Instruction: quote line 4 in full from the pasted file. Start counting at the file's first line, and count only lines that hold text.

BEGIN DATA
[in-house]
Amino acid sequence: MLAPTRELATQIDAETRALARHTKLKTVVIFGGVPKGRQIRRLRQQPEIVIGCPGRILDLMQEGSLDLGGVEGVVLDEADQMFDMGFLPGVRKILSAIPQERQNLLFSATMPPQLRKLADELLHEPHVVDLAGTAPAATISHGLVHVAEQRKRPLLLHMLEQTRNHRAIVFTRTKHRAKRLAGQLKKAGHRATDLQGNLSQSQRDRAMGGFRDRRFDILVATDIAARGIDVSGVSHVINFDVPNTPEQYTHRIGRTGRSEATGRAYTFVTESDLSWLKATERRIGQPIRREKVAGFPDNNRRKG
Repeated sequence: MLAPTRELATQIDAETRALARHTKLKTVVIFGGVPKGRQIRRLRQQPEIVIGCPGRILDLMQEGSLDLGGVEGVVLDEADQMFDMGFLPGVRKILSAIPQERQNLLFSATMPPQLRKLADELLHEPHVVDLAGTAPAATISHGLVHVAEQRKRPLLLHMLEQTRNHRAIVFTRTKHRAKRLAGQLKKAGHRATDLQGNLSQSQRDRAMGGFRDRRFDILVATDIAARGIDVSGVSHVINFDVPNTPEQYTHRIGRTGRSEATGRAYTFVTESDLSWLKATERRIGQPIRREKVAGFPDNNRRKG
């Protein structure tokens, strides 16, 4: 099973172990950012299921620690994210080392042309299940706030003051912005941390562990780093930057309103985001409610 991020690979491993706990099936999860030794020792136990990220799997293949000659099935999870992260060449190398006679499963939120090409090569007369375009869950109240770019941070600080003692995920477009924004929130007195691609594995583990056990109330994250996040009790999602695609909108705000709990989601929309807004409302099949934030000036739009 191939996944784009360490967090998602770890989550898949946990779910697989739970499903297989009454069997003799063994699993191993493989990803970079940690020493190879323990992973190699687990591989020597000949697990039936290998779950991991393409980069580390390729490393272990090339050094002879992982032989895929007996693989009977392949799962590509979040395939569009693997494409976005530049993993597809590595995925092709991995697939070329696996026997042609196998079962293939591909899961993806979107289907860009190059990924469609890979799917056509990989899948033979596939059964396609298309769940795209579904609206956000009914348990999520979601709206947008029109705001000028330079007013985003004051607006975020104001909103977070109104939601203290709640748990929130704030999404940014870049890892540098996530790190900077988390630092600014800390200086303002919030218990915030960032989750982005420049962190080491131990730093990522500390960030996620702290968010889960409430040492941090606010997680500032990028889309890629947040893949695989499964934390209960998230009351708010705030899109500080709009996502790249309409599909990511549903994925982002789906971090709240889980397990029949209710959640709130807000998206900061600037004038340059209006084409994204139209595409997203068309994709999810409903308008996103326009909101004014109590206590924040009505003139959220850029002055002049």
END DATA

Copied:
């Protein structure tokens, strides 16, 4: 099973172990950012299921620690994210080392042309299940706030003051912005941390562990780093930057309103985001409610 991020690979491993706990099936999860030794020792136990990220799997293949000659099935999870992260060449190398006679499963939120090409090569007369375009869950109240770019941070600080003692995920477009924004929130007195691609594995583990056990109330994250996040009790999602695609909108705000709990989601929309807004409302099949934030000036739009 191939996944784009360490967090998602770890989550898949946990779910697989739970499903297989009454069997003799063994699993191993493989990803970079940690020493190879323990992973190699687990591989020597000949697990039936290998779950991991393409980069580390390729490393272990090339050094002879992982032989895929007996693989009977392949799962590509979040395939569009693997494409976005530049993993597809590595995925092709991995697939070329696996026997042609196998079962293939591909899961993806979107289907860009190059990924469609890979799917056509990989899948033979596939059964396609298309769940795209579904609206956000009914348990999520979601709206947008029109705001000028330079007013985003004051607006975020104001909103977070109104939601203290709640748990929130704030999404940014870049890892540098996530790190900077988390630092600014800390200086303002919030218990915030960032989750982005420049962190080491131990730093990522500390960030996620702290968010889960409430040492941090606010997680500032990028889309890629947040893949695989499964934390209960998230009351708010705030899109500080709009996502790249309409599909990511549903994925982002789906971090709240889980397990029949209710959640709130807000998206900061600037004038340059209006084409994204139209595409997203068309994709999810409903308008996103326009909101004014109590206590924040009505003139959220850029002055002049």